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Configuring Let’s Encrypt free wildcard SSL certificate on Ubuntu using

An ACME Shell script:

GitHub: implements the acme protocol, which can generate free certificates from Let’s Encrypt, and now supports * wildcard certificates.

Open the terminal installation support package

sudo apt-get install socat

Install, support root and normal account. After the installation is complete, you must close the current terminal and re-open one to make the command take effect.

curl | sh

First, you need to go to the DNSPOD background to generate the API Token (if the domain name registered by Tencent Cloud, you can log in to DNSPOD directly with Tencent Cloud account)
Apply for DNS API Token on Tencent Cloud Domain Name Service, Security Settings – Create API Token

Obtain the key of the Aliyun Domain Name API. If you log in to the Alibaba Cloud website, click to see your key. If you don’t create one, you can create one directly.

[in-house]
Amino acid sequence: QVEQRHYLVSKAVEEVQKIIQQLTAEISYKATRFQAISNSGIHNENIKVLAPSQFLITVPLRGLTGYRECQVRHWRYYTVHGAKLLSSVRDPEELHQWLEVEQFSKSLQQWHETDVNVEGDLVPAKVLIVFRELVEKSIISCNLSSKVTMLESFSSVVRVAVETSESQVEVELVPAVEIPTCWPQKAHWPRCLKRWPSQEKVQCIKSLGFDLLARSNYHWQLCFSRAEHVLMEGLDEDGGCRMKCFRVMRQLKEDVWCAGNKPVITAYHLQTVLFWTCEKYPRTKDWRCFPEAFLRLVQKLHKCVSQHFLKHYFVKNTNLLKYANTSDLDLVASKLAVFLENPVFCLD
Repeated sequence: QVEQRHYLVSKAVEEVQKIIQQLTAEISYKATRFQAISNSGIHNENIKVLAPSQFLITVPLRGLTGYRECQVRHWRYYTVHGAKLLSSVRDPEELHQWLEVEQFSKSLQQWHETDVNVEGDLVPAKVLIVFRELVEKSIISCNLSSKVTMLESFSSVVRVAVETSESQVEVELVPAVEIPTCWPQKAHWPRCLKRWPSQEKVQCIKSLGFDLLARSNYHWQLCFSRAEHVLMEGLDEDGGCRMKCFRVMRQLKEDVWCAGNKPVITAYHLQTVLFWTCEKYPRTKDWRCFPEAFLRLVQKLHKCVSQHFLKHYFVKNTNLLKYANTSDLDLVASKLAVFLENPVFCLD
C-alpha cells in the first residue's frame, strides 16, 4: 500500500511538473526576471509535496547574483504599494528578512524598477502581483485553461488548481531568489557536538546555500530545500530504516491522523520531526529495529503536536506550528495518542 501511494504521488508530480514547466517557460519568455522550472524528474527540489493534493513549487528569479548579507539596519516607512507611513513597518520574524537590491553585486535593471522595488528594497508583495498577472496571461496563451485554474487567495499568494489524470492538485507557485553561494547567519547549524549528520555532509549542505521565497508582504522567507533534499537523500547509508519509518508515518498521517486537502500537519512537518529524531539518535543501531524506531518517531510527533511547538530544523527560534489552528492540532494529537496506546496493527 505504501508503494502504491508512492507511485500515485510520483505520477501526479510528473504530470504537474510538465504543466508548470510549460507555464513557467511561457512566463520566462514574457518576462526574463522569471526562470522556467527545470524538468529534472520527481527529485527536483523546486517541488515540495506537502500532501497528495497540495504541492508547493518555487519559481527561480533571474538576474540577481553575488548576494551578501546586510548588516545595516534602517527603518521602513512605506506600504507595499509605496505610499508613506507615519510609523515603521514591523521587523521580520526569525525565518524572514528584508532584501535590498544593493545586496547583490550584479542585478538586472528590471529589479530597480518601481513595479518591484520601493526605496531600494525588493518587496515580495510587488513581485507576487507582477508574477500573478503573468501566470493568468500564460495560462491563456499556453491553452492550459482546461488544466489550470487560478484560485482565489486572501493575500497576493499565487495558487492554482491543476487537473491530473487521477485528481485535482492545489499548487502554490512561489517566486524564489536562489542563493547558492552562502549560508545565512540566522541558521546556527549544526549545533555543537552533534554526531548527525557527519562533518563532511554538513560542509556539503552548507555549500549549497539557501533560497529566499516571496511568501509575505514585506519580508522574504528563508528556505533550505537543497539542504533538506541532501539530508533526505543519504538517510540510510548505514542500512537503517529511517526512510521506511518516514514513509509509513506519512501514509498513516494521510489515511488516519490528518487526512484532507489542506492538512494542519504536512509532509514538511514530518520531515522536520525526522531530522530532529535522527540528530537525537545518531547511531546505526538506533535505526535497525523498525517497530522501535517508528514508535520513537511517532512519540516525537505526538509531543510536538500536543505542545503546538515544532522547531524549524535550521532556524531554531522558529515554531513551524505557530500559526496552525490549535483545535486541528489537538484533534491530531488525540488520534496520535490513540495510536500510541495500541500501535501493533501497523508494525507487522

Execute the following three commands in sequence, replacing them with your own Id and Key.

export DP_Id="1234"
export DP_Key="xxxxxxxxxxxxxxxxxxxxxxxxxxxxxxxx" --issue --dns dns_dp -d -d *

After waiting for a while, your wildcard certificate is quietly lying at ~/

Then configure the certificate, taking Ubuntu as an example, refer to this article.
Apache2 configures https under Ubuntu and forces http to https

Apache2 configures https on Ubuntu and forces http to https

Create a new folder to save the certificate. Note that you cannot directly copy the generated certificate to the directory. You need to use the install command.

cd /etc/apache2
sudo mkdir certs
cd ~

Install the generated certificate into this directory and save it for reference in Apache2. Enter the following command in the terminal (note that this is a single command, but just change the line) Save the certificate to /etc/apache2/certs --install-cert -d \
--cert-file /etc/apache2/certs/  \
--key-file /etc/apache2/certs/  \
--ca-file /etc/apache2/certs/ca.crt \
--reloadcmd "service apache2 force-reload"

Copy 000-default.conf and default-ssl.conf in the /etc/apache2/sites-available directory to /etc/apache2/sites-enabled

Configure default-ssl.conf as

SSLCertificateFile  /etc/apache2/certs/
SSLCertificateKeyFile /etc/apache2/certs/
SSLCertificateChainFile /etc/apache2/certs/ca.crt

Restart apache, you should already be able to access https

sudo service apache2 restart

Follow-up update method --upgrade

Configuring Let’s Encrypt free wildcard SSL certificate on Ubuntu using

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